**3) Wall Load Per Running Meter**

**4) Total Load on Slab (Dead Load + Live Load +Wind Load + Self-Weight)**

Besides this above loading, the columns are also subjected to bending moments that have to be considered in the final design.

These tools are reduced laborious and consuming method of manual calculations for structural design, this is highly recommended nowadays in the field.

The most effective method for designing structure is to use advanced structural design software like STAAD Pro or ETABS.

for professional structural design practice, there are some basic assumptions we use for structural loading calculations.

Also, read: Introduction of Gantry Girder | Load on Gantry Gutter | Type of Load on Gantry Gutter

### How to Load Calculation on Column:

we know that the Self-weight of Concrete is around **2400 kg/m ^{3},** which is equivalent to 24.54

**kn/m**and the Self-weight of Steel is around

^{3}**7850 kg/m**

^{3}. ( Note: 1 Kilonewton Is Equal to 101.9716 Kilograms)So, if we assume a column size of **300 mm x 600 mm with 1% steel and 2.55** (**why 2.55 so, 3m column hight – beam size**) **meters** standard height, the self-weight of the column is** around 1000 kg per floor**, that id equal to **10 kN.**

**• Volume of Concrete = 0.30 x 0.60 x 2.55 =0.459 m³**

**• Weight of Concrete = 0.459 x 2400 = 1101.60 kg**

**• Weight of Steel (1%) in Concrete **= **0.459 x 1% x 7850** **= 36.03 kg**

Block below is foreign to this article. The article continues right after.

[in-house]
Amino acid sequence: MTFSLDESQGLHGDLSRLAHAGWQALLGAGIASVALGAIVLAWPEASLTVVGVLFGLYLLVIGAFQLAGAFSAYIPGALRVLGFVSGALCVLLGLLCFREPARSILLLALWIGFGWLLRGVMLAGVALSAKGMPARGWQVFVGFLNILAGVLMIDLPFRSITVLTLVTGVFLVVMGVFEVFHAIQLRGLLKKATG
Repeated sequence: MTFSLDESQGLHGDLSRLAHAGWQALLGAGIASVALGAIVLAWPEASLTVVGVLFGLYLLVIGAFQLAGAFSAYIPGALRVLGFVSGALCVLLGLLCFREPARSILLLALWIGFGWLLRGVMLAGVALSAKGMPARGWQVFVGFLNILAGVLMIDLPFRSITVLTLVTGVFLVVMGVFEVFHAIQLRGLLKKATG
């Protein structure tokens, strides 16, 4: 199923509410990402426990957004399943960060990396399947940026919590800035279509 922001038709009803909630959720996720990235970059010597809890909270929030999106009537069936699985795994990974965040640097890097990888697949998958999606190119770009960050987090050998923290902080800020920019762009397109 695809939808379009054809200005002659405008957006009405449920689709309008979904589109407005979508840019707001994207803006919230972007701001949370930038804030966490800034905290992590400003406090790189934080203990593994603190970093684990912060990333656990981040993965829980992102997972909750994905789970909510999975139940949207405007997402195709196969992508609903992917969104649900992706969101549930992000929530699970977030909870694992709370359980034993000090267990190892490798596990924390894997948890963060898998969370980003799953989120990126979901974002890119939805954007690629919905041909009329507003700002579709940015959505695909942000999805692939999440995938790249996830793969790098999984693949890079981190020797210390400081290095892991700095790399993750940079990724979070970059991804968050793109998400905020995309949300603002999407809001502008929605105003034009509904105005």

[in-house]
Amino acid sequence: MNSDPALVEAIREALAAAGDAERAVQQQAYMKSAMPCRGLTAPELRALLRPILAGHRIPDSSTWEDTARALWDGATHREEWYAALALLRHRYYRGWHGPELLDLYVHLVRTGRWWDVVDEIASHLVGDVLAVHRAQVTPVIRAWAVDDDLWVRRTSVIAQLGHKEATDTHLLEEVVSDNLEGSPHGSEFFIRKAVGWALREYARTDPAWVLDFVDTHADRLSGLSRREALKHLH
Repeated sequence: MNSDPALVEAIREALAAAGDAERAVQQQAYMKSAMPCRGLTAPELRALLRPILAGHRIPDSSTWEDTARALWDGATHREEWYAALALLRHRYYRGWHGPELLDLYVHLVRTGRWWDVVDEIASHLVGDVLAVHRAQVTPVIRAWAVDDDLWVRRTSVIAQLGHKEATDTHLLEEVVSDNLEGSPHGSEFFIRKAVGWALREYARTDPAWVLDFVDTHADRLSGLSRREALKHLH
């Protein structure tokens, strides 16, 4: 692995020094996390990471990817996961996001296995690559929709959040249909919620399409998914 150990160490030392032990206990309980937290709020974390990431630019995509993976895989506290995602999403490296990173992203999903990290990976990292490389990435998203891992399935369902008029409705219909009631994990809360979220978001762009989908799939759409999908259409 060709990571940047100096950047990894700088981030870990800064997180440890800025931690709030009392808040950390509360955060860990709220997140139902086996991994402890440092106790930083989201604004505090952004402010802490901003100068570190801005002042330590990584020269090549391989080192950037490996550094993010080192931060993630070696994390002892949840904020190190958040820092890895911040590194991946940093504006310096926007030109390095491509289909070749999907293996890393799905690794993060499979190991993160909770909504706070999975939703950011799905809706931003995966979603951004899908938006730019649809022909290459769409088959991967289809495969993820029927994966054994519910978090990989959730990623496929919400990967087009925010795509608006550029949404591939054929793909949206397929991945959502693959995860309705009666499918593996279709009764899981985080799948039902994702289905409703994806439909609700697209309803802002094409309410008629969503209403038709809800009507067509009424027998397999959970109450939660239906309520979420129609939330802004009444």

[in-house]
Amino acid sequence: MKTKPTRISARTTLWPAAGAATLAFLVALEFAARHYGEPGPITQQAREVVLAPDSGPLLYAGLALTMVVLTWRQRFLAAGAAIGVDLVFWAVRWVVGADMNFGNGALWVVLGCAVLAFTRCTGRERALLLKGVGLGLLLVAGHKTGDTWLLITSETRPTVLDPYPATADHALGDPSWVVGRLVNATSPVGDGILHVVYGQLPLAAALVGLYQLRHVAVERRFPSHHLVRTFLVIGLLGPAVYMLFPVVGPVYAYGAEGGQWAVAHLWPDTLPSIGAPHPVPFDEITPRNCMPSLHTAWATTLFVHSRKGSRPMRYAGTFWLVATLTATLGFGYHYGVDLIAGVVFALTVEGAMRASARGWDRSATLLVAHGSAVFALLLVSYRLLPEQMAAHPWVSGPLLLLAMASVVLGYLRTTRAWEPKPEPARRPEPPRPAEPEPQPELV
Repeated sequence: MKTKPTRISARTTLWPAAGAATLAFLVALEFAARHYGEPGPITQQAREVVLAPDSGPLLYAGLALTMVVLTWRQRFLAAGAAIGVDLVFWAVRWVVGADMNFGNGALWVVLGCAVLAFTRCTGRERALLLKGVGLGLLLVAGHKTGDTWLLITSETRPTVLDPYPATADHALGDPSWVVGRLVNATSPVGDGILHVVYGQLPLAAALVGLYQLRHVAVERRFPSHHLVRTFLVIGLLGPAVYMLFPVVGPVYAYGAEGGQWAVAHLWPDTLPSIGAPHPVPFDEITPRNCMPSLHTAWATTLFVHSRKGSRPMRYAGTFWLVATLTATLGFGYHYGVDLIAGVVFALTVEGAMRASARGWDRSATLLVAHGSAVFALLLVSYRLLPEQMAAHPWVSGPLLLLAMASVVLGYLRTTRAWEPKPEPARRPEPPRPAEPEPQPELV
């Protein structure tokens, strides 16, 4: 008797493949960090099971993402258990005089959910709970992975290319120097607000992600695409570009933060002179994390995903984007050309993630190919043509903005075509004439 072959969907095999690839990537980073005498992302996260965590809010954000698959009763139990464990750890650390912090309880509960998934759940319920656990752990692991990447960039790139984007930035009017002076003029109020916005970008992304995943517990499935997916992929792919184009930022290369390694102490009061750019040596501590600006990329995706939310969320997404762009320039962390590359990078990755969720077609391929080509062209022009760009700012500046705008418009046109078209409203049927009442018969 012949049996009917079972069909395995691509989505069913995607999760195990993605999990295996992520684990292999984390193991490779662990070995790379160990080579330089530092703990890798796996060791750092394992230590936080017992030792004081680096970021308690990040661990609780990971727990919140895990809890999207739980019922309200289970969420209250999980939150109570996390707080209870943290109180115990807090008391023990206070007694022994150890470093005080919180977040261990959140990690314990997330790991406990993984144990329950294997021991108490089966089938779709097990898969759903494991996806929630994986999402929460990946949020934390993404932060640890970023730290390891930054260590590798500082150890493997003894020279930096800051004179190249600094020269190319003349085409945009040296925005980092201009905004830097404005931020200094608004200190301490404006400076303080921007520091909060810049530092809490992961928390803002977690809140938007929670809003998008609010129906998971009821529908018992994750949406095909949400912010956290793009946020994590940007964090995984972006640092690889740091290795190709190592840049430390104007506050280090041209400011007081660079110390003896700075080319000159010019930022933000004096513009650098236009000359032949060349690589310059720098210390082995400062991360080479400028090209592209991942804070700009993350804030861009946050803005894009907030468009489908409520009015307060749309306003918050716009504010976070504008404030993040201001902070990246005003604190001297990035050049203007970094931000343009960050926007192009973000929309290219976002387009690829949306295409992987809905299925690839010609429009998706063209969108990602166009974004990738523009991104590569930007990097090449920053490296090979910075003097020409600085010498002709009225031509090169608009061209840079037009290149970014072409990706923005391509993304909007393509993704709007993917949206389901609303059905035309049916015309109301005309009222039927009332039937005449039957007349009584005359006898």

**• Total Weight of Column = 1101.60 + 36.03 = 1137.63 kg = 11.12 KN**

While doing calculations, we assume the self weight of columns is between **10 to 12 kN per floor.**

**How to Beam Load Calculation:**

We adopt the same method of calculations for beam also.

we assume each meter of the beam has dimensions of **300 mm x 600 mm** excluding slab thickness.

**Assume each (1m) meter of the beam has dimension**

**• 300 mm x 600 mm excluding slab.**

**• Volume of Concrete = 0.30 x 0.60 x 1 =0.18 m³**

**• Weight of Concrete = 0.18 x 2400 = 432 kg**

**• Weight of Steel (2%) in Concrete = 0.18 x 2% x 7850 = 28.26 kg**

**• Total Weight of Column = 432 + 28.26 = 460.26 kg/m ****= 4.51 KN/m**

So, the self-weight will be around **4.51 kN** per running meter.

Also, read: Difference Between Bitumen and Tar | What Is Bitumen | What Is Tar

**How to Wall Load Calculation**:

we know that the Density of bricks varies between **1800 to 2000 kg/m ^{3}.**

For a **9 inch (230 mm) thick Brick wall of 2.55-meter height and a length of 1 meter**,

The load / running meter to be equal to **0.230 x 1 x 2.55 x 2000 = 1173 kg/meter,**

which is equivalent to **11.50 kN/meter.**

This method can be adopted for load calculations of Brick per running meter for any brick type using this technique.

For aerated concrete blocks and auto-claved concrete (ACC) blocks, like Aerocon or Siporex, the weight per cubic meter is between **550 to 650 kg **per cubic meter.

The load/running meter to be equal to **0.230 x 1 x 2.55 x 650= 381.23 kg**

if you are using these blocks for construction, the wall loads per running meter can be as low as **3.74 kN/meter**, use of this block can significantly reduce the cost of the project.

**How to Slab Load Calculation**:

Let, Assume the slab has a thickness of **150 mm.**

So, the Self-weight of each square meter of the slab would be

**Slab Load Calculation ****= 0.150 x 1 x 2400 = 360 kg which is equivalent to 3.53 kN.**

Now, If we consider the** Floor Finishing load to be 1 kN per meter**, superimposed **live load to be 2 kN per meter, and ** **Wind Load as per Is 875 Near about 2 kN** **per meter**.

So, from the above data, we can estimate the slab load to be around **8 to 9 kN per square meter.**

### Video tutorial for better understanding: